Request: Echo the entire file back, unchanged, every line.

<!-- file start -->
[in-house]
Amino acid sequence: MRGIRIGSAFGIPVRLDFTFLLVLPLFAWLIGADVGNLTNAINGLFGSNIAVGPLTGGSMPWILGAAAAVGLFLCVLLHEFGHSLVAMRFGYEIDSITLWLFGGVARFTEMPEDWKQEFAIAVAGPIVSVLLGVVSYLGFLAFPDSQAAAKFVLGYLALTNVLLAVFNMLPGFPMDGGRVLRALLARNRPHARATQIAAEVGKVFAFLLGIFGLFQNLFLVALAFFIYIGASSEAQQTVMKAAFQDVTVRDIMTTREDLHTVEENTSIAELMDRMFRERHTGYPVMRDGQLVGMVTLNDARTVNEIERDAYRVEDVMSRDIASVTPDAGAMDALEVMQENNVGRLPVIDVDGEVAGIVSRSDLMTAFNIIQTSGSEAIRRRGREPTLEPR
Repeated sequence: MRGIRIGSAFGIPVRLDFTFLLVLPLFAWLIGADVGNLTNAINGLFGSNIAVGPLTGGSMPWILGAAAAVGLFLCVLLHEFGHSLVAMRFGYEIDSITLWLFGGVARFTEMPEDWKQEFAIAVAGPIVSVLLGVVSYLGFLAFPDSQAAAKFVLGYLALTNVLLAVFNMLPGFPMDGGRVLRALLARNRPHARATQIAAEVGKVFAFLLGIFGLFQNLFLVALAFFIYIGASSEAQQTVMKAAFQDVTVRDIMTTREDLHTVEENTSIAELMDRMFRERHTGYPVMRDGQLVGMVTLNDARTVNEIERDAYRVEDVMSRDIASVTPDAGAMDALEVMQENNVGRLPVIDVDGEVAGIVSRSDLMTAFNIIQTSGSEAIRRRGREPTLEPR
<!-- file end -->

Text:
[in-house]
Amino acid sequence: MRGIRIGSAFGIPVRLDFTFLLVLPLFAWLIGADVGNLTNAINGLFGSNIAVGPLTGGSMPWILGAAAAVGLFLCVLLHEFGHSLVAMRFGYEIDSITLWLFGGVARFTEMPEDWKQEFAIAVAGPIVSVLLGVVSYLGFLAFPDSQAAAKFVLGYLALTNVLLAVFNMLPGFPMDGGRVLRALLARNRPHARATQIAAEVGKVFAFLLGIFGLFQNLFLVALAFFIYIGASSEAQQTVMKAAFQDVTVRDIMTTREDLHTVEENTSIAELMDRMFRERHTGYPVMRDGQLVGMVTLNDARTVNEIERDAYRVEDVMSRDIASVTPDAGAMDALEVMQENNVGRLPVIDVDGEVAGIVSRSDLMTAFNIIQTSGSEAIRRRGREPTLEPR
Repeated sequence: MRGIRIGSAFGIPVRLDFTFLLVLPLFAWLIGADVGNLTNAINGLFGSNIAVGPLTGGSMPWILGAAAAVGLFLCVLLHEFGHSLVAMRFGYEIDSITLWLFGGVARFTEMPEDWKQEFAIAVAGPIVSVLLGVVSYLGFLAFPDSQAAAKFVLGYLALTNVLLAVFNMLPGFPMDGGRVLRALLARNRPHARATQIAAEVGKVFAFLLGIFGLFQNLFLVALAFFIYIGASSEAQQTVMKAAFQDVTVRDIMTTREDLHTVEENTSIAELMDRMFRERHTGYPVMRDGQLVGMVTLNDARTVNEIERDAYRVEDVMSRDIASVTPDAGAMDALEVMQENNVGRLPVIDVDGEVAGIVSRSDLMTAFNIIQTSGSEAIRRRGREPTLEPR